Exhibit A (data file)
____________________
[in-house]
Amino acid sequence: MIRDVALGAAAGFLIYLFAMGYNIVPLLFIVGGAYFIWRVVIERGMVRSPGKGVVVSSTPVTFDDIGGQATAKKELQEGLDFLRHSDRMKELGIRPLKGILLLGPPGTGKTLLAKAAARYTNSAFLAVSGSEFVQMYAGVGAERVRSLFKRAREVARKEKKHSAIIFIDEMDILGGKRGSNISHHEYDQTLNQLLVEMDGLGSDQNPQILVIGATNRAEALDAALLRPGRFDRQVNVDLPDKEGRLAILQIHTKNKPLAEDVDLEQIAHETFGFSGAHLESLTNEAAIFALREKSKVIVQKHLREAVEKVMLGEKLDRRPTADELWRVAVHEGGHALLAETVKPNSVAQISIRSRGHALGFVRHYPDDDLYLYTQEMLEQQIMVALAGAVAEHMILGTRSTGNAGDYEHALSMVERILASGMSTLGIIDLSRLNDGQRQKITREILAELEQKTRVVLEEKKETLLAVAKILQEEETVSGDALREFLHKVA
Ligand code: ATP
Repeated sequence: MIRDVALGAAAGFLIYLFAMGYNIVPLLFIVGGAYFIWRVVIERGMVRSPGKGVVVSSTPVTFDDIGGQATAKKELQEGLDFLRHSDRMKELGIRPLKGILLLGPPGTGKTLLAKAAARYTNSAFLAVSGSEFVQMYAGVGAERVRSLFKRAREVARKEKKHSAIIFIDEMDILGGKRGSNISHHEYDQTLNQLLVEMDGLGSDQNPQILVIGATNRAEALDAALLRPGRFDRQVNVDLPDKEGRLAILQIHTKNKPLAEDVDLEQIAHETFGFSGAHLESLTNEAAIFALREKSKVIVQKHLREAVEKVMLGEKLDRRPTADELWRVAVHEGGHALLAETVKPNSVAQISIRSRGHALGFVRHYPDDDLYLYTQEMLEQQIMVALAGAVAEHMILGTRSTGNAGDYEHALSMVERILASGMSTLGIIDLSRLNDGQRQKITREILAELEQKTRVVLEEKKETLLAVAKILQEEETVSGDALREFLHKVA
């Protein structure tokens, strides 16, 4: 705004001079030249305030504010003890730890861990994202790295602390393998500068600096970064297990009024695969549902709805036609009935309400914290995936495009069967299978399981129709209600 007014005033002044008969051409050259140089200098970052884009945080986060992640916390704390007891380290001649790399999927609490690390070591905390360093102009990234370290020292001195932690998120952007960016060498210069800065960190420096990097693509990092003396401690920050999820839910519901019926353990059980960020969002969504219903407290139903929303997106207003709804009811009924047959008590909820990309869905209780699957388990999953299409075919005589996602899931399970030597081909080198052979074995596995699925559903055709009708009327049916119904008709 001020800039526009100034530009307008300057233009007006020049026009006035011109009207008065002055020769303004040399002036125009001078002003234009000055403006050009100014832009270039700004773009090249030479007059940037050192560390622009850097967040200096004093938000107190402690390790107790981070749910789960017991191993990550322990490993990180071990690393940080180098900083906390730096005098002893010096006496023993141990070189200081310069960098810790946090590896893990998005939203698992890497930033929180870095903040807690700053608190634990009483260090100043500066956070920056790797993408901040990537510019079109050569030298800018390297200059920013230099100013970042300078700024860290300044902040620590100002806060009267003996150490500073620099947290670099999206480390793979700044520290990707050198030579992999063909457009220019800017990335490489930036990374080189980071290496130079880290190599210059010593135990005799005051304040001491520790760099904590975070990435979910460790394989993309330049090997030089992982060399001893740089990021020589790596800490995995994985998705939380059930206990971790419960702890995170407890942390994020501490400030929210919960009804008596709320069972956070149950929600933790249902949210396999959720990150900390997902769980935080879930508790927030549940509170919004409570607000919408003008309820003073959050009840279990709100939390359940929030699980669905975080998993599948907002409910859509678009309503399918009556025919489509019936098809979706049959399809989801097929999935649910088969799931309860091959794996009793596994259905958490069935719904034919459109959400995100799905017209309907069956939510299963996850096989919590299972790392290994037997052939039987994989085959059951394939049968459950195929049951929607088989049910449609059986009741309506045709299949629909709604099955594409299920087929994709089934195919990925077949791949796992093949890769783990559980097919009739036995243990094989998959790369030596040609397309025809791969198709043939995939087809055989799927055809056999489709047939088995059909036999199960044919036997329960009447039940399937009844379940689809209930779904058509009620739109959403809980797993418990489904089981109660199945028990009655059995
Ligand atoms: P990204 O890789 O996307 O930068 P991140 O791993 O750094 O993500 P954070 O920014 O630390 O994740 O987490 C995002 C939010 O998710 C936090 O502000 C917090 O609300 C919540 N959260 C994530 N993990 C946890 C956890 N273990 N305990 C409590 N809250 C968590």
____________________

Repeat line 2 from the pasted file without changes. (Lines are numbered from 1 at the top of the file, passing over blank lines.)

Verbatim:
Amino acid sequence: MIRDVALGAAAGFLIYLFAMGYNIVPLLFIVGGAYFIWRVVIERGMVRSPGKGVVVSSTPVTFDDIGGQATAKKELQEGLDFLRHSDRMKELGIRPLKGILLLGPPGTGKTLLAKAAARYTNSAFLAVSGSEFVQMYAGVGAERVRSLFKRAREVARKEKKHSAIIFIDEMDILGGKRGSNISHHEYDQTLNQLLVEMDGLGSDQNPQILVIGATNRAEALDAALLRPGRFDRQVNVDLPDKEGRLAILQIHTKNKPLAEDVDLEQIAHETFGFSGAHLESLTNEAAIFALREKSKVIVQKHLREAVEKVMLGEKLDRRPTADELWRVAVHEGGHALLAETVKPNSVAQISIRSRGHALGFVRHYPDDDLYLYTQEMLEQQIMVALAGAVAEHMILGTRSTGNAGDYEHALSMVERILASGMSTLGIIDLSRLNDGQRQKITREILAELEQKTRVVLEEKKETLLAVAKILQEEETVSGDALREFLHKVA